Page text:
For Apple's revamped photo experience to work, iCloud changes are needed

Posted:
in iCloud edited February 2015
The impending release of Photos for OS X and the new iCloud Photo Library make Apple's commitment to the cloud more important than ever before. But the company's current iCloud storage options are confusing to the average user and remain a significant hurdle it must find a way to address.




Despite Apple's tremendous success, Web services continue to lag behind its competitors, namely Google. From personal experience, it seems as though family members and coworkers regularly come to me with questions about iCloud storage and backup or worse, ignore the warning messages on their iPhone altogether.

People seem downright confounded by iCloud, and that's a problem for Apple.

The upgrade conundrum

The main problem? The 5-gigabyte free iCloud tier is a joke, and once iCloud Photo Library is implemented across the board, almost every iPhone user is going to be required to purchase more iCloud storage.




From my experience, people are already hesitant and unsure of what buying iCloud storage means, and when they're required to spend $4- to $10-per-month on something they don't understand, chances are they won't do it.

The average iPhone user is already frustrated with the error messages about iCloud Storage and free space on their device. Once iCloud Photo Library is enabled, these challenges will only spread to more users unless the 5-gigabyte minimum is raised or a different policy is taken in regards to photos taken with iPhone.

The truth is, many iPhone users don't need everything iCloud provides. A majority won't use iCloud Drive, and users probably have a personal email address beside @icloud.com that will be their primary.




But the two iCloud features all iPhone users will have to deal with are backup and photos. And it's tough for Apple to sell consumers on cloud storage upgrades with its existing, confusing system. The "cloud" is magic when it's invisible, but iCloud is constantly in the face of iPhone users, usually asking for more money

Down the Settings rabbit hole

Just as you lose people once they have to hit the "input" button on a remote, people get lost in the "Settings" application on iOS. This is where people are taken when their iPhone or iPad informs them that they've inexplicably run out of iCloud storage.




From the user's perspective, they've never done anything with "iCloud" and don't understand how it's now "full." After taking action on the warning message, the iPhone sends users to iCloud storage options which all cost money. Now they're expected to spend more money on a thing they're not sure how to use. At this point many users are unsure of what they're doing and stop the process.

On the face of it, refusing to buy more iCloud storage doesn't really change the experience of using the phone, which makes a person wonder why they needed to buy more storage in the first place.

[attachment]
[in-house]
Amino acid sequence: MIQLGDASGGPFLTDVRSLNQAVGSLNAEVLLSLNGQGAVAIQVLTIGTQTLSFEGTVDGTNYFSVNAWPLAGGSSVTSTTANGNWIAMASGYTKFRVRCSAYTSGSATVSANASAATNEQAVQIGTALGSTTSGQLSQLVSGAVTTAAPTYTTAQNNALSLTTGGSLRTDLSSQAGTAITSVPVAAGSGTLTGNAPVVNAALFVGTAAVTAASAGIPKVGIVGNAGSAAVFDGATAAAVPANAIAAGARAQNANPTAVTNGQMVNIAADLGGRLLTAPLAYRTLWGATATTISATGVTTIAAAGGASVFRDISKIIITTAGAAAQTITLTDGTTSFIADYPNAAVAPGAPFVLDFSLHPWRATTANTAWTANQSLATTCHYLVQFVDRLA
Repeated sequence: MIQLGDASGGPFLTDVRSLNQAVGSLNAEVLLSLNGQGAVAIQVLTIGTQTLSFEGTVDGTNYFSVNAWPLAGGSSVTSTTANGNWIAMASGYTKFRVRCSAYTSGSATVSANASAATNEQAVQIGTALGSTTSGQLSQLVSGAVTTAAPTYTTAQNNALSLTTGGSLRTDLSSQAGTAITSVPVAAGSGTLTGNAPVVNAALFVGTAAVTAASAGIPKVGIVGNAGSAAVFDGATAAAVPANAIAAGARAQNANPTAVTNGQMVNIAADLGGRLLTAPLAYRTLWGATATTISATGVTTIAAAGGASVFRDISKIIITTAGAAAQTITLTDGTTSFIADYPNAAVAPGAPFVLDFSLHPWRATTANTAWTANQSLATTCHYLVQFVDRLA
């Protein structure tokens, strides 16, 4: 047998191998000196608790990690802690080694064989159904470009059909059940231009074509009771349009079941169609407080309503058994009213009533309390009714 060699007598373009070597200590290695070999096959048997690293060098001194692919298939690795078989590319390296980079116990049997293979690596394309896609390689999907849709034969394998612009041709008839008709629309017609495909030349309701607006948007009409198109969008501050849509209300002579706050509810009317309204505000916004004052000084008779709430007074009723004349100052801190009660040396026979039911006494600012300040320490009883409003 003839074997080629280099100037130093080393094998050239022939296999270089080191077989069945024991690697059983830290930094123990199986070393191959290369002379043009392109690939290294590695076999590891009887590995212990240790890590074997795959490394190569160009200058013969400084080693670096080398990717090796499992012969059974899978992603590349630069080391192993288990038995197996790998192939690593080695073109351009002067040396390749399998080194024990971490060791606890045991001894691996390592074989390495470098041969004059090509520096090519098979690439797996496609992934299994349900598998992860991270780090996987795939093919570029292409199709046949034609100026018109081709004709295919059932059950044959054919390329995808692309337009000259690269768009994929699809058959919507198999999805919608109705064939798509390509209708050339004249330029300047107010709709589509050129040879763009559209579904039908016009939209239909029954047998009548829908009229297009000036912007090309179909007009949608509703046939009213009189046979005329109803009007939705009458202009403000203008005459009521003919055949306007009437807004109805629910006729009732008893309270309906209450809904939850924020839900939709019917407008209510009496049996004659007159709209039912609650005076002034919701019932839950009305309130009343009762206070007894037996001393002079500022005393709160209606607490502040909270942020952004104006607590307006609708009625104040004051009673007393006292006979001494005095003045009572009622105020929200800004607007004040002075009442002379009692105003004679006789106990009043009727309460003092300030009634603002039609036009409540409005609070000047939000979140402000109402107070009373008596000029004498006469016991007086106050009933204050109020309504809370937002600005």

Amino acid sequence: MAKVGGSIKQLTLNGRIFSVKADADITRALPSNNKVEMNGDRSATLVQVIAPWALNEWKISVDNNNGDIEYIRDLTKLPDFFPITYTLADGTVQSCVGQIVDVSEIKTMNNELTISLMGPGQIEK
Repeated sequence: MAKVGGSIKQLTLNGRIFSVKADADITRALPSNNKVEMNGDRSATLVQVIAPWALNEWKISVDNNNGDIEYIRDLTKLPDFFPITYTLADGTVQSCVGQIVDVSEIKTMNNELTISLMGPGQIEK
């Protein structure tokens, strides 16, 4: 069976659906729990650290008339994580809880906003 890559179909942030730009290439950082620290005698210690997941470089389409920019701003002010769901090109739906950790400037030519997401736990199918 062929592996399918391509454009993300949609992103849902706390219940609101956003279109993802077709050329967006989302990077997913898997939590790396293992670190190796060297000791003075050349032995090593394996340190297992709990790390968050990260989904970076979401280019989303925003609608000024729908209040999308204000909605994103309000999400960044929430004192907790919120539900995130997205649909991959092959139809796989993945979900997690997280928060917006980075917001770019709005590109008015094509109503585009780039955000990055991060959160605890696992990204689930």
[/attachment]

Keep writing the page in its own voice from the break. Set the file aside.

Not only will this affect a users' photos experience, but if they don't spring for more expensive iCloud Storage options, their devices will stop backing up entirely. This means even more stories of people losing all their photos after the iPhone goes for a swim.

The solution: Make photos free

How can Apple fix this? The simple answer is to follow Google's model: Make photo storage free and unlimited for images under a certain size (or only those taken on your iPhone), and videos less than 15 minutes long. If Apple were to do this, many users' iCloud backups would fit within the free 5-gigabyte tier, rather than being filled up by photos.




Most users would be within these limits and have a great photo experience. Only semi-pro and professional photographers with DSLR images may need to purchase additional iCloud storage, though they probably won't be using the new Photos app for editing and storage anyway.

Apple became the first U.S. company to reach over $700 billion market cap value. That's double the value of Microsoft and almost double that of Google. Why are they choosing to nickel-and-dime the users that account for over 70% of their record breaking profits? If Google and Amazon can offer free, unlimited photo storage, so can Apple.

It can work

All of this is not to say that Apple can't do cloud services well. iTunes Match, for example, has worked flawlessly since day one -- so much so that I have not backed up my music library to a hard drive in years.

I know all my music is safely stored in the cloud, and includes tens of thousands of songs with some I recorded myself. I can delete every song off my iPhone yet still browse my entire library and download what I want, when I want it, from any device.

All that for $25 per year, just a little over $2 a month. Over 200 gigabytes of storage. If I had to use iCloud for this amount of data, I would be paying $120 per year.




If Apple has to charge users for photo storage, perhaps they can lump it into the iTunes Match feature set. $35 per year and your entire music and photo library are safely backed up in iCloud.

Or give users the option to sign up for this annual plan when they buy their iPhone in store. The Apple associate gives you a brand new iPhone, offers AppleCare+ and says, "for $35 a year, all your music, photos and entire iPhone will be backed up to iCloud." That's not a hard sell: AppleCare protects your device, iCloud protects your data.
iCloud is most powerful when it's the least visible. Users will rarely see it working until their iPhone dies and as they think all hope is lost, iCloud is there with all the person's memories, photos and data.

Personally, I think iCloud is great, and gladly pay for enough storage to backup my devices. Whenever I upgrade to a new iPhone, restoring from iCloud backup still seems incredible, despite a few bugs and kinks.

Apple has to make a choice: educate people about iCloud and make it easy to understand why they're paying for it, or bite the bullet and make it free.
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Comments

  • Reply 1 of 161